Wednesday, April 8, 2020

Using Logic to Prove Propositions

Here is a brief review of philosophical propositions, previously summarized in Highbrow, June 1, 2019:
A proposition is a statement that can be said to make a claim about reality or a state of affairs.  Our examination of a proposition should seek to identify the proposition’s meaning, its sense (its meaning in context and/or in relation to something else), its verity (true or false?), it’s legitimacy (whether it is the case or is not the case) and the proposition’s appropriateness. Identifying the context in which a proposition is uttered is key to answering these questions and to coming to an understanding of the proposition.
For the nonce, let’s say that there are four types of propositions: 1) Analytic, such as, “two and two is four”; 2) Internal, such as “I have a headache”; 3) External, or Empirical, such as, “I hear a Cardinal in the trees” or “I see an error in the data"; and 4) Categorical/Subjective, such as, “stealing is wrong" or “the ‘Mona Lisa’ is a beautiful painting.” 
I am wondering if there is after all only one type of proposition that can either be true or false (or anyway that can be proven true or false with logic): Analytic. The others are rather statements of a different order. Internal propositions do not describe anything that can be logically proven: whether they are true or false has little or no bearing upon our philosophical understanding or a description of actual reality. Rather, such statements guide (or do not guide) our behavior and our utterances. External propositions can be no more than descriptive. If descriptive statements are false then they are simply nonsense, and thus are not propositions; that is, they don't inform us about anything, except perhaps that a person who vocalizes them is stupid, lacking a reliable or reasonable sensibility, or is lying. Categorical (aesthetic, moral, political) propositions—or rather the expressions of moral, aesthetic, or political views—are neither true nor false, they are simply statements about belief or conviction. The question is, are they persuasive or do people agree?
Let's dilate on these ideas through a series of questions:

1) Can you "prove" that you have a headache?  Can you imagine having to prove to someone that you have a headache?  

2) Can you prove a moral proposition?  Yes or no, and why?

3)  After thinking about these two questions, consider the following: is it possible to prove a moral proposition (stealing is wrong) the same way you can prove an analytic proposition (two and two is four)? 

First Question: Can you "prove" that you have a headache?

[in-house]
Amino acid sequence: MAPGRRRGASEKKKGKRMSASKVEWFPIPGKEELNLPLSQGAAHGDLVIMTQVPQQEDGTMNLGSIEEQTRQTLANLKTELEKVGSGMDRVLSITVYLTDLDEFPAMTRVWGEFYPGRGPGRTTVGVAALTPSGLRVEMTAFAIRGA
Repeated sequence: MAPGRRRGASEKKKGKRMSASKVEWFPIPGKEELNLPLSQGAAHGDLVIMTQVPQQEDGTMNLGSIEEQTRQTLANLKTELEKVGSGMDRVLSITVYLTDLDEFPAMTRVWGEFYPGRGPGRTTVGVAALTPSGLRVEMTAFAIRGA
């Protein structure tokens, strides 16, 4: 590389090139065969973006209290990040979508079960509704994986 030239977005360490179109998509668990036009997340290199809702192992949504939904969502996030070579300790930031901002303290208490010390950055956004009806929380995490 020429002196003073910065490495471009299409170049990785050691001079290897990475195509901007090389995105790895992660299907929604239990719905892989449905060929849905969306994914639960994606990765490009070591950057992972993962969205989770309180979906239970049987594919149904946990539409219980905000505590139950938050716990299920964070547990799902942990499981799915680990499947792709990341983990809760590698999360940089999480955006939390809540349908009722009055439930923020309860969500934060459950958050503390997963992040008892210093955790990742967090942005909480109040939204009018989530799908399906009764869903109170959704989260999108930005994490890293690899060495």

Can you imagine having to prove to someone that you have a headache?

Consider being in a situation in which you were asked to "prove" that you have a headache.  Outside of a philosophy or ethics class, where a lot of curious (but also silly) questions are discussed, people do not normally need (or are asked) to prove that they have a headache.  What philosophers do is misuse language to create questions that are not really questions at all. These questions are rather "playing around with words". Philosophers are making up questions and concepts that are based on the misuse of words and language.  This is what Bacon is talking about in the Idols of the Market and the Idols of  the Theatre.  Sometimes Philosophers are not talking about the real world, but instead are talking about abstractions--using words that sound like you are talking about something, but are really just parts of the real word.  An "abstraction" is a "part".  Consider the following discussion of abstractions and conceptual confusion from Highbrow, August 6, 2019:

Philosophical Terminology, Conceptual Abstraction, 
and Confused Understanding

From "Dance Curves: On the Dances of Palucca,”
Wassily Kandinsky (1926)

Kandinsky's dynamic drawings are wonderfully pleasing. They underscore the beauty of the original subject as well as represent impressions that move us emotionally. 

They also elegantly illustrate the principle of conceptual abstraction.

Many philosophical terms and concepts are similarly abstractions. An erudite fellow in a lecture hall can equivocate endlessly about "absolutism" and "relativism", "freedom" and "determinism", but he is not talking about the real world. He is talking about abstractions--he is talking about mere "sketches" that represent only "parts" of the real world. 
Compare two-dimensional cardboard stage scenery in a theater, and picture the erudite fellow acting as though these cut-outs aren't flat pieces of scenery, but are actual buildings, real trees, three-dimensional hills hundreds of feet tall, or what have you. The lecturer can deploy all sorts of learned "examples" and "statements" (that is, effervescent terminology and exhilarating traces of cogitation concocted by other philosophers) to create the impression that these are important concepts, and he can speak and act as though his fluently equivocating upon these abstractions is discussing the real world, but the fact remains the lecturer is merely discussing abstractions--fanciful sketches that suggest or thinly evoke reality, but are actually illusions, wispy figments, evanescent nebulae, and fading imitations.